Tag Archives: Landor Theatre

A Spotlight on Matthew Gent, Landor Theatre

19 Jan

A Spotlight on… is a series of one-night cabarets at the Landor Theatre, which  give performers the opportunity to share their talents and their favourite songs and tell their stories in this intimate 60 seats venue.

Matthew Gent’s credits include Les Misérables and  Phantom of the Opera in the West End, Bright Lights Big City (Hoxton Hall) and The Hired Man (Landor Theatre). He was accompanied on the piano by Magnus Gilljam.

Matthew started off with Running Wild from the movie Some Like It Hot and then proceeded to sing a  musical medley that included everything from Mary Poppins to Andrew Lloyd Webber, which was wonderful and very entertaining.

Next up was Something’s Coming from West Side Story, another very impressive performance.

I’ve only ever listened to The Wiz once some time ago and it didn’t leave a great impression, but I loved Matthew’s What Would I Do If I Could Feel from it.

His I Get a Kick Out of You from Anything Goes was great, the song suited his voice so well.

I really liked his jazzy My Baby Just Cares For Me.

Jessie May

For There Once Was a Man from The Pajama Game Matthew was joined by his first guest of the evening, the very talented Jessie May. I loved this song.

Next up was a medley of three Rodgers and Hart songs: You Mustn’t Kick It Around from Pal Joey, My Funny Valentine from Babes in Arms and Manhattan from Garrick Gaieties.

Gavin James

He then sang Take Me To The World from Sondheim’s Evening Primrose with Gavin James. This was one of the highlights of the evening for me, their voices sounded just wonderful together.

Now For The First Time from The Hired Man. I loved the production at the Landor Theatre last year and his rendition was very good, but I still think I prefer it as a duet.

Matthew’s Does The Moment Ever Come from Stiles & Drewe’s Just So was great. It’s such a lovely song anyway, but he managed to make it even better.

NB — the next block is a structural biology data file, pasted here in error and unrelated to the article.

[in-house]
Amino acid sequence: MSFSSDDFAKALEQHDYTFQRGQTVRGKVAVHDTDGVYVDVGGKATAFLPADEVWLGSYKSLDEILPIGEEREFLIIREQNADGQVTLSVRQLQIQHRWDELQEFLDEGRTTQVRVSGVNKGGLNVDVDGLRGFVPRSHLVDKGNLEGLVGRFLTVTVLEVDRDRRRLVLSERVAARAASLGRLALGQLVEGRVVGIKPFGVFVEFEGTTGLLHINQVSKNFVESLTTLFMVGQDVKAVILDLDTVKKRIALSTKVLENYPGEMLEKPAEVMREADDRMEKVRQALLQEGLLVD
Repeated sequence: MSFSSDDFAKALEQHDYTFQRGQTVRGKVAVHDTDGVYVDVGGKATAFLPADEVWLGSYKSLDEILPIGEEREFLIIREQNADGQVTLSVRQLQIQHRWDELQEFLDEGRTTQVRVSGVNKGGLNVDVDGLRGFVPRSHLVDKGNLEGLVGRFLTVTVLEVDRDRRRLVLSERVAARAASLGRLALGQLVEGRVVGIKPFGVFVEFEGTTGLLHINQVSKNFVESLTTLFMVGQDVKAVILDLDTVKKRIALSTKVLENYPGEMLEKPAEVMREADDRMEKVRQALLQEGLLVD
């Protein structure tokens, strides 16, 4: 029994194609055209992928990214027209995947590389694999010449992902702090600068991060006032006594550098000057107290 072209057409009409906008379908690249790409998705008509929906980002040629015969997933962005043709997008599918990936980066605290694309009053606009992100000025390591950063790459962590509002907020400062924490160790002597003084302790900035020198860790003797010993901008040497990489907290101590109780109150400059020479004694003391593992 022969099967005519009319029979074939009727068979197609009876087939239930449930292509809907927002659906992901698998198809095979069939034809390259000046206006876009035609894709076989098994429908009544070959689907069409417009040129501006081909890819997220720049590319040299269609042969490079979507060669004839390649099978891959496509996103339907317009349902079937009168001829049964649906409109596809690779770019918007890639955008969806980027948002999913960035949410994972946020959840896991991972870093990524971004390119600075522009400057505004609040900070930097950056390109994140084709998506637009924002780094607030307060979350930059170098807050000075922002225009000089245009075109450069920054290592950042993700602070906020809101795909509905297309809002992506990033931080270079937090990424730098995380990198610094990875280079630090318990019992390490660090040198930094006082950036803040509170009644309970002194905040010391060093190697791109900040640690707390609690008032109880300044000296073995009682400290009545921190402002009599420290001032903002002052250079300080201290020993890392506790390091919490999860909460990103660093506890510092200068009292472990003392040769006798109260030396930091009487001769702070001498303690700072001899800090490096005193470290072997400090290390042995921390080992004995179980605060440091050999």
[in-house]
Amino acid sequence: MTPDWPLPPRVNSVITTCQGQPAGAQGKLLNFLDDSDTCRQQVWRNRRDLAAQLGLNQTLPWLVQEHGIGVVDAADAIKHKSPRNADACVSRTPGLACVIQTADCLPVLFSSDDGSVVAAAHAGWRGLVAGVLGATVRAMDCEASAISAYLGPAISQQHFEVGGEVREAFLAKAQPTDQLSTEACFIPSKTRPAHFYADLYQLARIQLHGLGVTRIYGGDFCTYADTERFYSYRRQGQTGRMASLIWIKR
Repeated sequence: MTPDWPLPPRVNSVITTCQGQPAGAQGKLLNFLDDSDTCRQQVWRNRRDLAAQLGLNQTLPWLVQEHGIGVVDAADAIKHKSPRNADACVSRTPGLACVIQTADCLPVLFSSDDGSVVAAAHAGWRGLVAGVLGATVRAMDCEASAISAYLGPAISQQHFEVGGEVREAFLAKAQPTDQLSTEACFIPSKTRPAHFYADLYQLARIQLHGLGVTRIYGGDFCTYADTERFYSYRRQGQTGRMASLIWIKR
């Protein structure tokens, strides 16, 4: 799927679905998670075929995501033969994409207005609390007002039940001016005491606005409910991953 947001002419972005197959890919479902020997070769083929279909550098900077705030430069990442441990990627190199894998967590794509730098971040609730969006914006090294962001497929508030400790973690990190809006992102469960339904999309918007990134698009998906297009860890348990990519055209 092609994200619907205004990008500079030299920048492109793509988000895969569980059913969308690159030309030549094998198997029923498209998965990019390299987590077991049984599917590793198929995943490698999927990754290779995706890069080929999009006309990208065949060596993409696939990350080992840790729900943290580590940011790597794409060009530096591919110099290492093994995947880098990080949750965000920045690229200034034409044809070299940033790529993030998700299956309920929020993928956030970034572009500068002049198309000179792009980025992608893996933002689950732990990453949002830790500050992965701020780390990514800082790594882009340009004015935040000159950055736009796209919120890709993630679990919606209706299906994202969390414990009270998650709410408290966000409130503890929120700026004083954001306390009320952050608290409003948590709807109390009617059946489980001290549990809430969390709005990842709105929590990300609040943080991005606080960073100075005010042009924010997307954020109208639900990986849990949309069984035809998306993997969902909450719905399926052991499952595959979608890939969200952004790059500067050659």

The last song before the interval was What Kind of Fool Am I from Stop the World, I Want to Get Off. A perfect way to end the first half.

The second half started with Boy With Dreams from Edges. This is one of my favourites songs from it, a wonderful performance by Matthew.

Run Away With Me is probably one of the most popular cabaret songs at the moment. It is great though, and so was his rendition.

Jessie May came back on stage to sing Get Out and Stay Out from 9 To 5. She really has a fantastic voice.

Tabitha Webb

Matthew then was joined by Tabitha Webb for “The Rooftop Scene” from Phantom of the Opera (Why Have You Brought Us Here/All I Ask of You). I must admit that I’m not a great fan of this musical, but I saw him as Raoul once and thought he was great, so I enjoyed hearing it again.

Next up was Love Look Away from Flower Drum Song. Another great song and Matthew sounded stunning.

I absolutely loved his Where Do You Start (Michael Feinstein). It’s a beautiful song and he sang it with so much emotion.

Tabitha Webb came back on stage to sing So Many People from Sondheim’s Saturday Night, before Matthew sang Hero and Leander from Guettel’s song cycle Myths and Hymns.

Matthew then sang a beautiful song by Ricky Ian Gordon. Unfortunately I have no idea what it’s called.

The last song was Grace Kelly (Mika). I don’t particularly like this song, but it definitely showed off Matthew’s versatility.

His encore was If, again from Stiles & Drewe’s Just So. I think it’s one of the best MT songs I know and he nailed it. For me it was the perfect ending to such a wonderful evening.